Stops, or How to Punctuate

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Throughout the ages, languages continue to adapt and change. English, being a relatively new language, is a nice example of that. Though the English vocabulary is continually evolving, the system of punctuation has remained constant for the most part. This means that grammar books from 1895 are still applicable today. Therefore, if the following sentence looks correct to you, perhaps listening to Paul Allardyce's "Stops, or How to Punctuate" would be a good idea.
(Summary by Shurtagal)
The following sections were read by 2 readers:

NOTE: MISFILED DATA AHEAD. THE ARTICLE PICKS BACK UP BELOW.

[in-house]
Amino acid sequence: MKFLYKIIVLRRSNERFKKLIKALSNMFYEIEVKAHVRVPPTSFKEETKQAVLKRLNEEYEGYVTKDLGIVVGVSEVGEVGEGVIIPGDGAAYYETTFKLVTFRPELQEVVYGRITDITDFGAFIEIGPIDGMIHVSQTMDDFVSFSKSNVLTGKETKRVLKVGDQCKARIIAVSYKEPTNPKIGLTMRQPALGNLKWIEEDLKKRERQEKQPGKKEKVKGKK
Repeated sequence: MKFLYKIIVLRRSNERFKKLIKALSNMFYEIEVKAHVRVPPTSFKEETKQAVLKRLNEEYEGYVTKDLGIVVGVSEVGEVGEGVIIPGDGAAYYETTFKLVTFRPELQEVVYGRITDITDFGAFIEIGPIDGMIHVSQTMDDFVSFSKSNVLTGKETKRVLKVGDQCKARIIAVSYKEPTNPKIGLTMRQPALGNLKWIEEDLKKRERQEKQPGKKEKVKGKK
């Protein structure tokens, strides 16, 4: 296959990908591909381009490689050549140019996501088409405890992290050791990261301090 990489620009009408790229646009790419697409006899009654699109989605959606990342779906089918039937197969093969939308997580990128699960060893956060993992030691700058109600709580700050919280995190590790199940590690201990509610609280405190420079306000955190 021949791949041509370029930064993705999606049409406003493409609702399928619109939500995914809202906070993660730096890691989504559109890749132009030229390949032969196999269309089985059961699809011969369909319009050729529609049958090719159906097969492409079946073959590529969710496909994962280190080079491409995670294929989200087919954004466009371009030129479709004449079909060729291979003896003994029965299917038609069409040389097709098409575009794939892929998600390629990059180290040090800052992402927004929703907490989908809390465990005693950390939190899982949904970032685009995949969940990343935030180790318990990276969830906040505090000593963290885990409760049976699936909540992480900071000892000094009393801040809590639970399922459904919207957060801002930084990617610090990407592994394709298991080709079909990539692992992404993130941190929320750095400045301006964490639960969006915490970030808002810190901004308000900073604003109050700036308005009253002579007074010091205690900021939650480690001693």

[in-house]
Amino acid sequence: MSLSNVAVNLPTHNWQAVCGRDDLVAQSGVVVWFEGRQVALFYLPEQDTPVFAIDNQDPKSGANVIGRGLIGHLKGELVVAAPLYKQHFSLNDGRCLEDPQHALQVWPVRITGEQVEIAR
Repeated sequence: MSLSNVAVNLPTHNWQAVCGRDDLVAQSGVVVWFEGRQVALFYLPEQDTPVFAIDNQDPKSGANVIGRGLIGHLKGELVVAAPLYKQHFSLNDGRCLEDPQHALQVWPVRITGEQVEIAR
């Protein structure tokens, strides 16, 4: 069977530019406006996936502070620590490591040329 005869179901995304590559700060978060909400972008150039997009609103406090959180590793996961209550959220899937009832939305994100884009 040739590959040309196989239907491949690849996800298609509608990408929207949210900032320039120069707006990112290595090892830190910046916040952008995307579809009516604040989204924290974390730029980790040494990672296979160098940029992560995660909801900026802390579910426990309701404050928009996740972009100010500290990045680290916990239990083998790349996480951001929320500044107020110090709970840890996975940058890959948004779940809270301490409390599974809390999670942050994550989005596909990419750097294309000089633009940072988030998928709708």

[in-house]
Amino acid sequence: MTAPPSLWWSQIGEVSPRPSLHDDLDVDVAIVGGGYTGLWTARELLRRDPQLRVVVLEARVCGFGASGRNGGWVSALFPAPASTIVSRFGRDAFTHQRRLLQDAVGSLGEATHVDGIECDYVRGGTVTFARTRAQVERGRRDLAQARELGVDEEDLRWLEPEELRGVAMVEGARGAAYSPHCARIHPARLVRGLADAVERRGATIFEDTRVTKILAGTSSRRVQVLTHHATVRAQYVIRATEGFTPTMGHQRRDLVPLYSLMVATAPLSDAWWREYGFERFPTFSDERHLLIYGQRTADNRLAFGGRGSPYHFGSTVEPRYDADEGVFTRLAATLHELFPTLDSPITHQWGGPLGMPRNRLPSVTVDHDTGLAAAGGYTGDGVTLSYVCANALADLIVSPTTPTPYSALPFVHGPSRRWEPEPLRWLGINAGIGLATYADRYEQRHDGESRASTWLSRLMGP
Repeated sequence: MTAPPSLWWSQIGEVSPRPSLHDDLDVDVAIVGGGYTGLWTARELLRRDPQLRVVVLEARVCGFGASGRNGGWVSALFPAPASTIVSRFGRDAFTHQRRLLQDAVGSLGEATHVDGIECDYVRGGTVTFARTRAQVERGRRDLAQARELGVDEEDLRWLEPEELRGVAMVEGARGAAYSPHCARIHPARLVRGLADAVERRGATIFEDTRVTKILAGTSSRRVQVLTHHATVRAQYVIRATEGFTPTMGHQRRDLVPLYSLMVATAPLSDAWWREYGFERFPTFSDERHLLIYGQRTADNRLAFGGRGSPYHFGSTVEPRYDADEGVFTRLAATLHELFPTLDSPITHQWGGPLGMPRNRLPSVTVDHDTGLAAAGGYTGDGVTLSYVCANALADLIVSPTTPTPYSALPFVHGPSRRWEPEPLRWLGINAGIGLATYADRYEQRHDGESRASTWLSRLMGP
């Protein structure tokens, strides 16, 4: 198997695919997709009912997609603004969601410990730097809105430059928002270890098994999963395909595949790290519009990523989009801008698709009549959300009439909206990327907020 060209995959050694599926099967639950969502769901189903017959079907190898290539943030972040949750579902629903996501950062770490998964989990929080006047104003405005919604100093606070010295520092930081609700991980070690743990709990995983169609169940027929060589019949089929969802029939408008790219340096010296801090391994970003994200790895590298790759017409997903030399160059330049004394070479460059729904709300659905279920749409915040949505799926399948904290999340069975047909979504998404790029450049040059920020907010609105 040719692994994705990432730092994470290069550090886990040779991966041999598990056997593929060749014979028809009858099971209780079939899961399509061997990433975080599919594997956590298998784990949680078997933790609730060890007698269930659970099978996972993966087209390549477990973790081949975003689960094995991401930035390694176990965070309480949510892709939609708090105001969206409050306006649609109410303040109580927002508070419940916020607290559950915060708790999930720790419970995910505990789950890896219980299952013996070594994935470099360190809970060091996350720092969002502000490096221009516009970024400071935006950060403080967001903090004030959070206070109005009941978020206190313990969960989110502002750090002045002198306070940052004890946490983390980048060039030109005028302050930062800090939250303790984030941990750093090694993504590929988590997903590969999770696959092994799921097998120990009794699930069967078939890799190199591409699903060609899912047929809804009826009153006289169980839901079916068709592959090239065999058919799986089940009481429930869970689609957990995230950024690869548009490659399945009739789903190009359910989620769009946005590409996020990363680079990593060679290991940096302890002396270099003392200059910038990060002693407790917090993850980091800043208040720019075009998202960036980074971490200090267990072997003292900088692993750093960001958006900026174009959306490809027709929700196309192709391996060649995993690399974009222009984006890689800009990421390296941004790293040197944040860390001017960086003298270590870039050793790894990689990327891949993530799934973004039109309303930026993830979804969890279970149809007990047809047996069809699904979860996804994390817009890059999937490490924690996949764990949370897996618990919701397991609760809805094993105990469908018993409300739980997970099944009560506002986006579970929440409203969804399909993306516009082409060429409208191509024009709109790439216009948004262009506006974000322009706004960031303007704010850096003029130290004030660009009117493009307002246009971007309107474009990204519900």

01 – Introduction: Nicholas James Bridgewater, stepheather
02 – The Full Stop: Zachary Brewster-Geisz, Laurie Anne Walden
03 – The Comma: Miranda Stinson, Sarah Jennings
04 – The Semicolon: Shurtagal, Zachary Brewster-Geisz
05 – The Colon: Zachary Brewster-Geisz, Sarah Jennings
06 – The Point of Interrogation: Shurtagal, Kara Shallenberg
07 – The Mark of Exclamation: Clarica, stepheather
08 – The Dash: Sarah Jennings, Clarica
09 – Brackets: Shurtagal, Kara Shallenberg
10 – The Inverted Comma: Zachary Brewster-Geisz, Kristen McQuillin
11 – Italics: Robin Cotter, Clarica
12 – The Hyphen: Sarah Jennings, Clarica
13 – The Apostrophe: Ada Kerman, Robin Cotter
14 – Mark of Ellipses: Clarica, stepheather
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